With her advice and more encouragement, I finished a draft. Then I did a series of revisions until it was ready to send out. Of course I was still a bit reluctant to send it, but I did. And after a few rejections, I did decide to place it in a drawer for a while. I wasn’t completely discouraged though. One of the rejection letters I had received was very thoughtful, and, in a way, encouraged me to keep writing. So I did. I started a new manuscript. Then about nine months later, I crossed paths with the agent who had been so encouraging and they wanted to see Mor’s story again. From there things went pretty quickly. I signed with them. We did a few quick tweaks. Sent the manuscript out to a select list of editors (including one who had requested it) and I was fortunate to receive happy news shortly after. It took a lot of time and work to get to that point, but I needed to go through every second of it. I am so grateful to those who kept me writing this story. Without them it might not have ever come out of the drawer again.

8. So cool how your paths crossed with your agent. What was something that surprised you about working with your editor?

I know we all hope our editors will truly understand what we mean to do when we write drafts of our stories, and I was relieved and a little surprised at how well my editors understood what I wanted to convey even when I wasn’t quite there yet. They each asked the perfect questions to get me to the next layer of story.

9. What advice do you have for other debut authors in working with their editors?

Be open to receiving all the advice your editor has to share. That doesn’t mean you always have to agree, but it does mean you should think about it, and ask yourself if it will make your story stronger and if it keeps to the tone you are striving for. If so, welcome the advice, make it your own, and watch your story grow because of it.

10. How are you planning to market your book?

This is such a tough question. There are so many things that people recommend doing. It can be overwhelming, but you really have to figure out what is comfortable for you (and I’m still trying to figure that out). But one thing that has been invaluable for me is joining a debut author group. I have met some wonderful people taking similar journeys to mine. They also have similar apprehensions, worries, and questions. But more importantly, we get to celebrate each other’s successes, trade ideas, and figure this all out together.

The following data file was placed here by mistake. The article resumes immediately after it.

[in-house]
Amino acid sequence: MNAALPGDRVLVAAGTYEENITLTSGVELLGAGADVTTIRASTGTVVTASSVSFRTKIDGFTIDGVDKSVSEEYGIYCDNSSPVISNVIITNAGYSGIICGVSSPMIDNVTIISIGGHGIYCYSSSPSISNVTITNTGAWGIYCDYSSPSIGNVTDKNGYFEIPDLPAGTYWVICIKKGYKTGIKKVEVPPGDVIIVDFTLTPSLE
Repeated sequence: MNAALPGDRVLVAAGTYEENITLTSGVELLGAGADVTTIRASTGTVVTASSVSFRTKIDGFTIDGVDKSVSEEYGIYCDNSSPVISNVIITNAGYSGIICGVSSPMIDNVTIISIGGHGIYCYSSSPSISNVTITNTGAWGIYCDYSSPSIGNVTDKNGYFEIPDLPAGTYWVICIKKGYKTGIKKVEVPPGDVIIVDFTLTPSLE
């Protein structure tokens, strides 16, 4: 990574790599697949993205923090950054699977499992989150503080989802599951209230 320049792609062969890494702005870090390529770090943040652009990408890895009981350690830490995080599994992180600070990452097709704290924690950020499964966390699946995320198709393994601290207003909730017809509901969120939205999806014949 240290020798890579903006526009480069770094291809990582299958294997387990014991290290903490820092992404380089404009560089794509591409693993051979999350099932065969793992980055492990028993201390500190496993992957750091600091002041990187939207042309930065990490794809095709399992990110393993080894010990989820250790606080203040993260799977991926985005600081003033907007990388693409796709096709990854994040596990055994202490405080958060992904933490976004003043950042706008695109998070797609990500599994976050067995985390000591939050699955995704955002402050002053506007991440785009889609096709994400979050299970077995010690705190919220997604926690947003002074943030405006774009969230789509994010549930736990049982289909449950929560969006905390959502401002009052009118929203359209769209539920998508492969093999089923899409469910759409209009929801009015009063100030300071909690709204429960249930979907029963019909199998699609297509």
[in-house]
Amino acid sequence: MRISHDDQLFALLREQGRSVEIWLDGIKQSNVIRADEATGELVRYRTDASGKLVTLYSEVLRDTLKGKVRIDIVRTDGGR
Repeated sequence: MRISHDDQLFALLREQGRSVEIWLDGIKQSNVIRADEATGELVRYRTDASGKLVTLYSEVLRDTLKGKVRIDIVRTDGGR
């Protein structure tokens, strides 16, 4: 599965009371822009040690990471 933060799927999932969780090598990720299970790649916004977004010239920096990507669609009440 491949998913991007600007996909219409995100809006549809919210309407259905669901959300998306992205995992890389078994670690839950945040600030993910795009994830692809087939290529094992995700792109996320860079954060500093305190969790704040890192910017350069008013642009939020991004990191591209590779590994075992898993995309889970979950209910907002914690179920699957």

11. I think figuring out the marketing aspect of writing is a struggle for many writers. What are you working on now?

At the moment I am working on two MG novels that are very different from ONE SHADOW ON THE WALL in many ways, but that are also similar in the themes of family, friendship, and finding your possibilities.

Thanks for sharing all your advice, Leah.

Thank you so much for asking me (twice). I was flattered and have really enjoyed this!

Ha! Ha! You can find Leah at:

witter: @LeahsMark
Instagram: Leahs_Mark 

Leah has generously offered ONE SHADOW ON THE WALL for a giveaway. To enter, all you need to do is be a follower anyway you want and leave a comment through June 24th. If your e-mail is not on your Google Profile, you must leave it in the comments to enter the contest.

If you mention this contest on Twitter, Facebook, or your blog, mention this in the comments and I'll give you an extra entry. You must be 13 or older to enter. This giveaway is international.

Here's what's coming up:

Monday, June 12th I've got an agent spotlight interview with Bibi Lewis and a query critique giveaway

Monday, June 19th I have a guest post with debut author Kayla Olson and possibly her agent with a giveaway of her YA science fiction THE SANDCASTLE EMPIRE

Wednesday, June 21st I have an agent spotlight interview with Kelly Van Sant and a query critique giveaway--my last until the fall

Monday, June 26th I have a guest post with debut author Emily Bain Murphy and her agent Peter Knapp with a giveaway of Erin's YA fantasy THE DISAPPEARANCES and a query critique giveaway by Peter--my last joint agent/author post until the fall

Wednesday, July 5th I have an interview with debut authors and sisters Heidi Lang and  Kati Bartkowski and a giveaway of their MG fantasy A DASH OF DRAGONS

Hope to see you on Monday!


79 comments:

  1. Sounds like a fantastic book! I heart MG:) Goodness, you've got a lot on your plate for an author!! Hope you are having a relaxing summer.

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    1. Thank you! I heart MG as well. The summer should be fun.

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  2. Thank you very much for sharing her interview that provides much better information about her that I did not know before.